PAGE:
Alan Greenblatt is a GOVERNING correspondent.E-mail: email@example.com
At just about the time Wisconsin Gov. Scott Walker survived his recall election, two other high-profile recall attempts were turned back due to lack of sufficient voter interest, those against Michigan Gov. Rick Snyder and Oakland, Calif., Mayor Jean Quan.
Does that mean the recall wave has started to recede? It’s possible, but not likely.
The number of recall elections has risen dramatically over the last decade, thanks in part to the success of the 2003 recall against California Gov. Gray Davis. Most have been brought against local officials -- not just mayors, but school board members and the like -- although legislators have been targeted, too, most notably in Wisconsin.
Most recalls don’t succeed. Even when elections are called, officials manage to keep their jobs about two-thirds of the time, as Walker certainly did. Sixty percent of Wisconsin voters think recalls should be reserved for cases of official misconduct, according to exit polling. “Recalls should only be used for the equivalent of high crimes and misdemeanors, but they’re often used as a way to circumvent the political process,” says David Schecter, a Fresno State political scientist who has studied the history of recalls.
For that reason, recalls aren’t likely to go away, he says. Some groups contemplating a recall attempt may be discouraged by the failure to oust Walker, just as others were enticed by the decision to dump Davis. But in general, the rare, high-profile recall elections at the statewide level merely act as reminders that the tool is available to those angry at some local official. “If conditions are right, people know it’s available,” Schecter says.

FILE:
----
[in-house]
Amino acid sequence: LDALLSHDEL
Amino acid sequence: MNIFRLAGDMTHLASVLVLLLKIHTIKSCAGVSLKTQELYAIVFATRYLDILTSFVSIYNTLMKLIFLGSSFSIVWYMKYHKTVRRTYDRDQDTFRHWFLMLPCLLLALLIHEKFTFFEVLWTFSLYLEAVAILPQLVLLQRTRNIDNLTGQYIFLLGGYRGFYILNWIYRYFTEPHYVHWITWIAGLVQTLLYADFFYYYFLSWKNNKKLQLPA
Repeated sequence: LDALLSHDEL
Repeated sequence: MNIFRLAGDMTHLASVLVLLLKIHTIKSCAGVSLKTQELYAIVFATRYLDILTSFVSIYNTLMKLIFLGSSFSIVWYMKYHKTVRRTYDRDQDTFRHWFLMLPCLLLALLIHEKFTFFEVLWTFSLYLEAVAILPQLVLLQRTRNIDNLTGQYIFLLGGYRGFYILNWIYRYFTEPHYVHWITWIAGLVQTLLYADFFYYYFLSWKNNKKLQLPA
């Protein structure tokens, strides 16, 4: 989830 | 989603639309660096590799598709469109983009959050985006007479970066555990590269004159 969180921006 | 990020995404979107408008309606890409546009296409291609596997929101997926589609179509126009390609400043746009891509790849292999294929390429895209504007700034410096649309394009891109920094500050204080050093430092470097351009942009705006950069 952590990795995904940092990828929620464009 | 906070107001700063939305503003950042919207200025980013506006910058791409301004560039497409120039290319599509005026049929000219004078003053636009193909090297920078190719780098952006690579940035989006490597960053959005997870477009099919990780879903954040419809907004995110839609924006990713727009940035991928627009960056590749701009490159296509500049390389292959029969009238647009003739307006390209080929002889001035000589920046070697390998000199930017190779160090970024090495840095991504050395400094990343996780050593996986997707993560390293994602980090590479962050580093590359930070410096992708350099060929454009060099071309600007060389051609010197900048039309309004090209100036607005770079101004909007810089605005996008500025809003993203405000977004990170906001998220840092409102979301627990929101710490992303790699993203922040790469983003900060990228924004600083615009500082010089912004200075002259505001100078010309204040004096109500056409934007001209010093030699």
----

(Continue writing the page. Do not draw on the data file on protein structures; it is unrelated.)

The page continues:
That’s too bad, because recalls are typically not being used against officials like former Illinois Gov. Rod Blagojevich who fail to recognize their own unfitness for office and resign on their own. (Illinois legislators passed a recall law almost simultaneously with Blagojevich’s impeachment.) Instead, recalls have become the ultimate expression of displeasure with policy.
They are part of America’s permanent-campaign culture. Any official who does something controversial in a state that allows recalls, like raising taxes or attacking public-sector unions, knows that he or she will be at risk. Voters should be able to express their wrath, but doing it immediately after a policy dispute makes it that much more difficult for officeholders to make decisions they believe will pay off by the end of their regularly scheduled terms.
“It places all decision-making within the context of an ongoing campaign,” says Max Neiman, a political scientist at the University of California, Berkeley. “There seems to be no focus on solving actual problems, but only positioning oneself for reelection.”
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